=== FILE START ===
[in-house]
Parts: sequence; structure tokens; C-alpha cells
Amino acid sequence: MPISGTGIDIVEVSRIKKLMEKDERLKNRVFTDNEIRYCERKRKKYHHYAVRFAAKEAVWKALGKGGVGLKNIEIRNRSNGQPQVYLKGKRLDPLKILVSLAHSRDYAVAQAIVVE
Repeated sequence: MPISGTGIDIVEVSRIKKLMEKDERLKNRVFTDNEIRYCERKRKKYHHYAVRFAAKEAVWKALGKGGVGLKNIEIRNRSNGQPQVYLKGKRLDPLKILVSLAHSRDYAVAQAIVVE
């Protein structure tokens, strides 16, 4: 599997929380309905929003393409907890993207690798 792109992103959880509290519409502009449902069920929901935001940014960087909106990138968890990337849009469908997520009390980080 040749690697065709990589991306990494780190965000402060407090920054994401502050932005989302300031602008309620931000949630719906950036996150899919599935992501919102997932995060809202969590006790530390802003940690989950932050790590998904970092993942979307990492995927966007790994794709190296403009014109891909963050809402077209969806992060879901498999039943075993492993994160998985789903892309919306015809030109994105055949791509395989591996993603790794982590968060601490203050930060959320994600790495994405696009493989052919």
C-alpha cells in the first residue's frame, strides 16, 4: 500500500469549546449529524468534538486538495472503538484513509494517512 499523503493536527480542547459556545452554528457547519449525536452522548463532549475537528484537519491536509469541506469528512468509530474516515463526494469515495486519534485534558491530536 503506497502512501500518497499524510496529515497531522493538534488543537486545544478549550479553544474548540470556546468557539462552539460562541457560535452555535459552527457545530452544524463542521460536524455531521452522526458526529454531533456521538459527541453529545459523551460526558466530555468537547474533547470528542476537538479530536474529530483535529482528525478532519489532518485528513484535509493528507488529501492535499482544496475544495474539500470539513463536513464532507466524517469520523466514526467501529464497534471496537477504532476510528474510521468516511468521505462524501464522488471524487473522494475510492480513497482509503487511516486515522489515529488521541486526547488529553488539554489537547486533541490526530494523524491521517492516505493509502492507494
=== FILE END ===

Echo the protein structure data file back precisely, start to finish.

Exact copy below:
[in-house]
Parts: sequence; structure tokens; C-alpha cells
Amino acid sequence: MPISGTGIDIVEVSRIKKLMEKDERLKNRVFTDNEIRYCERKRKKYHHYAVRFAAKEAVWKALGKGGVGLKNIEIRNRSNGQPQVYLKGKRLDPLKILVSLAHSRDYAVAQAIVVE
Repeated sequence: MPISGTGIDIVEVSRIKKLMEKDERLKNRVFTDNEIRYCERKRKKYHHYAVRFAAKEAVWKALGKGGVGLKNIEIRNRSNGQPQVYLKGKRLDPLKILVSLAHSRDYAVAQAIVVE
């Protein structure tokens, strides 16, 4: 599997929380309905929003393409907890993207690798 792109992103959880509290519409502009449902069920929901935001940014960087909106990138968890990337849009469908997520009390980080 040749690697065709990589991306990494780190965000402060407090920054994401502050932005989302300031602008309620931000949630719906950036996150899919599935992501919102997932995060809202969590006790530390802003940690989950932050790590998904970092993942979307990492995927966007790994794709190296403009014109891909963050809402077209969806992060879901498999039943075993492993994160998985789903892309919306015809030109994105055949791509395989591996993603790794982590968060601490203050930060959320994600790495994405696009493989052919």
C-alpha cells in the first residue's frame, strides 16, 4: 500500500469549546449529524468534538486538495472503538484513509494517512 499523503493536527480542547459556545452554528457547519449525536452522548463532549475537528484537519491536509469541506469528512468509530474516515463526494469515495486519534485534558491530536 503506497502512501500518497499524510496529515497531522493538534488543537486545544478549550479553544474548540470556546468557539462552539460562541457560535452555535459552527457545530452544524463542521460536524455531521452522526458526529454531533456521538459527541453529545459523551460526558466530555468537547474533547470528542476537538479530536474529530483535529482528525478532519489532518485528513484535509493528507488529501492535499482544496475544495474539500470539513463536513464532507466524517469520523466514526467501529464497534471496537477504532476510528474510521468516511468521505462524501464522488471524487473522494475510492480513497482509503487511516486515522489515529488521541486526547488529553488539554489537547486533541490526530494523524491521517492516505493509502492507494